This week's burst of Mideast diplomacy, which included the first face-to-face meetings between Prime Minister Binyamin Netanyahu and Palestinian leader Yasser Arafat in almost a year and an impromptu Oval Office summit, reflected a shift in tactics in the U.S. effort to break the 18-month deadlock in Israeli-Palestinian negotiations.
With the May 4, 1999, deadline for the end of the Oslo process looming, the Clinton administration is now pushing hard for incremental agreements intended to buy more time for the faltering negotiations to get back on track.
Despite vigorous spin over the weekend by Israeli officials, who insisted that an agreement could be only days away, administration officials warned against expecting any breakthroughs. Their caution seemed vindicated after the three leaders faced reporters on Monday and used a formulation that has become almost routine in the deadlocked talks.
"I believe that we all agreed that we have made progress on the path to peace," Clinton told reporters after the one-hour meeting. "But there is still a substantial amount of work to be done until a comprehensive agreement can be reached."
Still, the administration is convinced that at least a partial deal can be concluded in the next few weeks. Clinton announced that he is sending Secretary of State Madeleine Albright and special envoy Dennis Ross to the region next week to continue the discussions, and said that Netanyahu and Arafat have been invited to resume their direct negotiations in Washington in mid October.
Israel agreed to the 13-percent West Bank redeployment first suggested by the administration in January, with 3 percent designated a nature preserve under Israeli security control. But according to early reports, there were no detailed agreements on a settlements freeze or on exactly what steps the Palestinians would have to take to meet Israeli security concerns.
The shift in administration tactics centered on working to seal agreements on several interim issues, not on the sweeping package originally conceived as the last step before final-status negotiations.
At the same time, there was a strong emphasis on convincing Arafat to back away from what the administration regards as inflammatory threats to unilaterally declare a Palestinian state in eight months.
That part of the strategy was only partially successful. In his address to the U.N. General Assembly on Monday, Arafat stepped back from directly threatening a unilateral declaration. But the Palestinian leader urged delegates to "stand by our people, especially as the five-year transitional period provided for in the Palestinian-Israel agreements ends on May 4, 1999."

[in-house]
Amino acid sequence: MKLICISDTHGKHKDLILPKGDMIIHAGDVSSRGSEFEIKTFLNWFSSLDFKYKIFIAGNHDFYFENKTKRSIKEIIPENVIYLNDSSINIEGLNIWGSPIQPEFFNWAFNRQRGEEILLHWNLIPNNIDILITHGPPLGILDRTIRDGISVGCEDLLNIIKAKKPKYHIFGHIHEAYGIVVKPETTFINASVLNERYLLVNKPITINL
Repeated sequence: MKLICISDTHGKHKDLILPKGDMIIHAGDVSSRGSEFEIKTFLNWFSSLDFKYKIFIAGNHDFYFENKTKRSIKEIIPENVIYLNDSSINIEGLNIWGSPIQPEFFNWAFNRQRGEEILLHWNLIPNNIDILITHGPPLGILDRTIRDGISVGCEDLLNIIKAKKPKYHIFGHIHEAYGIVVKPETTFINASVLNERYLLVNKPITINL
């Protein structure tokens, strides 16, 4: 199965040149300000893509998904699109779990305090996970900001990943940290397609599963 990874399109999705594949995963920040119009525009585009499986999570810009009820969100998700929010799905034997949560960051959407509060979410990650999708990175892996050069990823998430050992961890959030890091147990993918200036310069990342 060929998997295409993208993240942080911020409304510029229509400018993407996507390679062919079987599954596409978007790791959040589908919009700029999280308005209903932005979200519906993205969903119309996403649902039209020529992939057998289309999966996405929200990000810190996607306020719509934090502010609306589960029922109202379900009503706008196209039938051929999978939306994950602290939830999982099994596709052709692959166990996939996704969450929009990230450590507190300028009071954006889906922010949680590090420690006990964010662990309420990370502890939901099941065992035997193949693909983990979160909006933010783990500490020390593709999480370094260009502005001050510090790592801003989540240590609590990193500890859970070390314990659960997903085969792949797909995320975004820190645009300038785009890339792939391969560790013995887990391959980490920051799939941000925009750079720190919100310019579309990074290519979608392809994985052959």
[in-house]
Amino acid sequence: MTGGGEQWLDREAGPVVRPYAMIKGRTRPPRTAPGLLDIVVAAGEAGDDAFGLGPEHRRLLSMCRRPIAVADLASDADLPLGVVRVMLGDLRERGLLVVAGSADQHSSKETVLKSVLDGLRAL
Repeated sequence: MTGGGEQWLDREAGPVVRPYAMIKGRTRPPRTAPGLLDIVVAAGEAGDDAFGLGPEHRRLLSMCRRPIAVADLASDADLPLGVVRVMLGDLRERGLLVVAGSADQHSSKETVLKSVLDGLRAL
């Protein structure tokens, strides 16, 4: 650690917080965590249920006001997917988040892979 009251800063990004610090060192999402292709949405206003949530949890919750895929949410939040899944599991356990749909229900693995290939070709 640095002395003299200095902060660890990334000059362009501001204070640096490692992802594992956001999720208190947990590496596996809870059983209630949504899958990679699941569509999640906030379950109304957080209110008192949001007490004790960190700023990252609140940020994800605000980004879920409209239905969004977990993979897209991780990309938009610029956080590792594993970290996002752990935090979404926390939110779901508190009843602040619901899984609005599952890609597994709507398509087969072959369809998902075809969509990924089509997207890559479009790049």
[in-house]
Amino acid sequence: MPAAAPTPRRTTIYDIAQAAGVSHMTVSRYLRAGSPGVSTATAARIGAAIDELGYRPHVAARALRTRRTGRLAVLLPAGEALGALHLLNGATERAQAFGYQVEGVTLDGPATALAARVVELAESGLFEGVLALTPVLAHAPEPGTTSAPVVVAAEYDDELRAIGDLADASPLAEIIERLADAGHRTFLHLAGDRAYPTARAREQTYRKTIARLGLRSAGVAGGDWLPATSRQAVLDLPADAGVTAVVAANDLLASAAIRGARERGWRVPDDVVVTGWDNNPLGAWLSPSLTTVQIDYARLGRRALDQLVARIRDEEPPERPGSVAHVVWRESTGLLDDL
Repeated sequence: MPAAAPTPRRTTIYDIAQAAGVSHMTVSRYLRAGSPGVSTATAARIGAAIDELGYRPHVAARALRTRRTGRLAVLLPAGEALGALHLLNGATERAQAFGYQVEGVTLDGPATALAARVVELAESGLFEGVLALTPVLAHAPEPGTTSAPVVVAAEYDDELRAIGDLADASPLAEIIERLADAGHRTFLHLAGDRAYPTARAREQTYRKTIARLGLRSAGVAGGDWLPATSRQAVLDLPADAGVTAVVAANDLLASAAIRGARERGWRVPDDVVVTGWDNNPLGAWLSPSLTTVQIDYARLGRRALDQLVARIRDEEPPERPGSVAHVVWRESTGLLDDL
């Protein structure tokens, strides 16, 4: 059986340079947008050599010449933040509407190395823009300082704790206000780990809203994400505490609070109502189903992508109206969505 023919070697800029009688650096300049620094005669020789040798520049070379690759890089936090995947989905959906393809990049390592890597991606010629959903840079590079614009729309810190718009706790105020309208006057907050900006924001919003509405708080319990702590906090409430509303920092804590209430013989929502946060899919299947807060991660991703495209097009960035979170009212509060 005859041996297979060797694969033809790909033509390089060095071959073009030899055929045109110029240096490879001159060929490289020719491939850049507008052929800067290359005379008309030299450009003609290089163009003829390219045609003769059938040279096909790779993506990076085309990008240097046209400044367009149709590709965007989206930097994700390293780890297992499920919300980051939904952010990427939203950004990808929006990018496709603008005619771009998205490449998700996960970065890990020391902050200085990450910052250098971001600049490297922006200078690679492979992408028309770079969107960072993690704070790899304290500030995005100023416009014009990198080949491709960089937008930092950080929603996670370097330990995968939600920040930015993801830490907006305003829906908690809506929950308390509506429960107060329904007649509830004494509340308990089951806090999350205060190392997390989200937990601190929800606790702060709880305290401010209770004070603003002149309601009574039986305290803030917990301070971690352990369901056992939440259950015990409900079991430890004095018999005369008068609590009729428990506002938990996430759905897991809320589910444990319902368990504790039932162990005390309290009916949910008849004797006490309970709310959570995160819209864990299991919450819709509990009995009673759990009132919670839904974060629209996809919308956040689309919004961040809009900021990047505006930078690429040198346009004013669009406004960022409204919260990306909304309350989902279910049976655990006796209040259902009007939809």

The Palestinian people, he said, "await the establishment of their independent state. This independent Palestinian state must be established as the embodiment of the right of our people to self-determination."
Underlying the changing U.S. policy is the growing belief that time is running out for the sagging peace process.
"Going for an all-out agreement clearly wasn't working, so they've switched to a kind of incrementalism," said Robert O. Freedman, president of Baltimore Hebrew University and a leading Mideast analyst. "They're scrambling to get as much as they can get in advance of the May 4 deadline; what's also clear is that they are expecting less than they were a month ago."
Domestic politics, he said, contributed to the administration's tactical shift.
"It's vital for the administration to play down the impasse at this point because the last thing they need is to confirm Republican charges that Monica Lewinsky is dictating American foreign policy," he said. "Clinton can't afford to be seen failing, so they'll work on smaller pieces and try to get agreements that will at least create the impression of progress."
Officials here see no alternative to the Oslo framework, but concede that the May deadline for the completion of the final-status talks -- which will include the most contentious issues of all, including Jerusalem, water resources and the status of Palestinian refugees -- will not be met even if a full or partial redeployment agreement can be concluded in the next few weeks.
Now, U.S. strategy is essentially an exercise in buying time, said Joel Singer, one of the architects of the original Oslo agreement, since there is little expectation the original deadline can be met.
The goal of the negotiations is now "to find a way to pass this explosive date without an explosion, without one party feeling it has been deceived -- be it Israel or the Palestinian side. The two sides must find a way to allow more time."
"The policy now is simply to produce an agreement," said Douglas Feith, a National Security Council staffer during the Reagan administration. "They'd be happy if the Israelis caved in -- or if the Palestinians caved. They have no strategy beyond 'let's have a signing ceremony on the White House lawn.'"
This week's frantic efforts to generate at least a partial agreement, he said, reflect an administration emphasis on the process itself, not on an analysis of U.S. interests in the region.
"That strategy doesn't resolve anything; it doesn't put Israel on a new course. If that's the strategy, the problem is that Labor could come back in and pick up where they left off," Feith said.
That appears to be exactly what the Clinton administration is hoping for.
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